With the pandemic, entertainment-based companies are taking financial hits. Esports is no different, especially with the Overwatch League and Call of Duty League. These two leagues, both overseen by Activision Blizzard, were heavily affected by the COVID-19 pandemic. But, it seems that they are willing to help some organizations get through at least another year financially. Activision Blizzard have announced that they will allow companies to defer high-cost payments due this year to future years.
Unfortunately for Activision Blizzard, this pandemic affected both their leagues heavily. The Overwatch League was in its third season, looking to finally host games all over the world with their franchises. The Call of Duty League was in the middle of their first season and determined to keep their momentum. However, as the news came in involving how dangerous COVID-19 was, they eventually had to shut down all physical venues. There is no doubt this lost them plenty of income for this year. It was the choice that needed to be done, but it was sad nonetheless.
The transition to online play
Activision Blizzard did work around the pandemic and continued both their seasons to finish them off. The Overwatch League is waiting until October 8 to play their Grand Finals weekend and crown their 2020 champion. The Call of Duty League ended with a Dallas Empire victory in front of a big crowd online. Both leagues were trending well with viewership, even with the issues they faced doing a lot from their own homes. This success seems to have led Activision Blizzard to give companies who had hope in these leagues more time to stay and play.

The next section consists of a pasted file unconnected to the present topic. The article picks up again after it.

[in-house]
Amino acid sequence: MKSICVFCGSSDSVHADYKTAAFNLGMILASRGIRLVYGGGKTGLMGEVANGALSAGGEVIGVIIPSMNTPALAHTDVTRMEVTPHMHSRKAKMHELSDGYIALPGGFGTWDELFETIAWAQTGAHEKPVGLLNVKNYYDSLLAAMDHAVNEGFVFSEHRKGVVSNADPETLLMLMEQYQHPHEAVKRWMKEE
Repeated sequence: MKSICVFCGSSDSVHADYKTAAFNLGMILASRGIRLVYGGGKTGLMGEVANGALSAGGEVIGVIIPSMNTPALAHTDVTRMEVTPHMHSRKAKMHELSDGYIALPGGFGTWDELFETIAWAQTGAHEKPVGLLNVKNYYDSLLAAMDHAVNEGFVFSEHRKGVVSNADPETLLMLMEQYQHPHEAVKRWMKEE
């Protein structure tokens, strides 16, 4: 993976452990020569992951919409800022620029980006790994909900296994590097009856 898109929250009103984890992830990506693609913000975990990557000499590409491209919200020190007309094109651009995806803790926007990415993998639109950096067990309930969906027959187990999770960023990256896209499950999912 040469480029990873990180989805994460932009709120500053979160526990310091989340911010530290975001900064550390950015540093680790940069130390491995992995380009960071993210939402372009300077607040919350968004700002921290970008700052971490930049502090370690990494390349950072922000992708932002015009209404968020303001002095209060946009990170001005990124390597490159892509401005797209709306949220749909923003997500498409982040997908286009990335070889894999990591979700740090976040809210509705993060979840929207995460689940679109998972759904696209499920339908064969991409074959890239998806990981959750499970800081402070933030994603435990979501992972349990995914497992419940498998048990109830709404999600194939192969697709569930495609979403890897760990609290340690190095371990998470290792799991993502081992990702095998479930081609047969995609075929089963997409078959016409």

Even though we still don’t know for sure how much these payments are, the rumored amount is somewhere in the $20 to 25 million dollar range. A part of that payment would’ve been due this year, but teams are getting options: let it sit until next year and pay then, or just continue paying now.
How have teams reacted to the payments?
This news should be good news for all organizations in these two leagues. Having another year to wait and save before paying these fees lets these companies continue without having to leave or cut staff and players to move on. For example, Philadelphia Fusion President Tucker Roberts mentioned how “it’s been a touch year for everybody.” Roberts also said how Blizzard has “worked with us to make sure there’s support.” It seems that these companies have confidence in the Overwatch League and Call of Duty League to stay.
From a team standpoint, president and CEO of Overactive Media (who own the Toronto Defiant and Ultra) Chris Overholt also chimed in. “When you take that long-term view to the industry the conversation becomes, I think, a lot, a lot easier,” Overholt stated
This idea of financial relief did arise earlier back in July with the COD League. Keeping these teams together and making fans happy during these tough times should be paramount. And with how Activision Blizzard is responding, it seems they agree. Keep the games going, and worry about the payments later if you want. We need everyone involved to keep this thing afloat for the future.